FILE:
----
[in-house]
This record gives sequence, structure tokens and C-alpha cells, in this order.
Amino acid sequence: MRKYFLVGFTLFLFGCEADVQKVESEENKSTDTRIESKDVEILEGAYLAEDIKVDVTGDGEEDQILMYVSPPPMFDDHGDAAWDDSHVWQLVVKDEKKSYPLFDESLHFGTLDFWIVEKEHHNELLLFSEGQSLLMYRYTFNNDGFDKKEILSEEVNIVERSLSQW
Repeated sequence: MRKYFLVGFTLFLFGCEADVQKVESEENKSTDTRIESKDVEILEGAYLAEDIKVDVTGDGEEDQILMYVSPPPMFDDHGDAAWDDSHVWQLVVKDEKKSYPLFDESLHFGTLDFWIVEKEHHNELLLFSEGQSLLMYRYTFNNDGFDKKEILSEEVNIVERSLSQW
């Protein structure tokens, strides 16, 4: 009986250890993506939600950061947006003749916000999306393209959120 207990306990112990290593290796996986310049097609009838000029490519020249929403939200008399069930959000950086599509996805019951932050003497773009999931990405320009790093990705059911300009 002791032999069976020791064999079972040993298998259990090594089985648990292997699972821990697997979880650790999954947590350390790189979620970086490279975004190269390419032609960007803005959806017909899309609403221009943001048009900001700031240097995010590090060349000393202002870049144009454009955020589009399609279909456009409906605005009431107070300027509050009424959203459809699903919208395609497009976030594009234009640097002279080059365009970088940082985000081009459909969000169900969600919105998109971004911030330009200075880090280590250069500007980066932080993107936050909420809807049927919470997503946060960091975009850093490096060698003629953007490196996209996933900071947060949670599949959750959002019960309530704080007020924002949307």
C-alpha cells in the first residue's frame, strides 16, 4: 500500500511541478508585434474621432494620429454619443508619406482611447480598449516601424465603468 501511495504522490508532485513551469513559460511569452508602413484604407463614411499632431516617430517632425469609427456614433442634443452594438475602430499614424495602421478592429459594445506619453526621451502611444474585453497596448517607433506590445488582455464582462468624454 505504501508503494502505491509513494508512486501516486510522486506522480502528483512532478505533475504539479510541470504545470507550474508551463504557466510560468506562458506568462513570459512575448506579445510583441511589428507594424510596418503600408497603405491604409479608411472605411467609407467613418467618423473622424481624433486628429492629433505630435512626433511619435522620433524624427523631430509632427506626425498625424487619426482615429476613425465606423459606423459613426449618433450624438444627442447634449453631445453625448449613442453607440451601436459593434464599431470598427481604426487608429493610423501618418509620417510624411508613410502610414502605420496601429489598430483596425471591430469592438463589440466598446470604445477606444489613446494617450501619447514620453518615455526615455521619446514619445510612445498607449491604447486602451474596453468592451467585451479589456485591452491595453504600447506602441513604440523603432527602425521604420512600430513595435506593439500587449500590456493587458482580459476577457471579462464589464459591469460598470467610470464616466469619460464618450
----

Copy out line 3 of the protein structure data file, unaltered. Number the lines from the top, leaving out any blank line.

Amino acid sequence: MRKYFLVGFTLFLFGCEADVQKVESEENKSTDTRIESKDVEILEGAYLAEDIKVDVTGDGEEDQILMYVSPPPMFDDHGDAAWDDSHVWQLVVKDEKKSYPLFDESLHFGTLDFWIVEKEHHNELLLFSEGQSLLMYRYTFNNDGFDKKEILSEEVNIVERSLSQW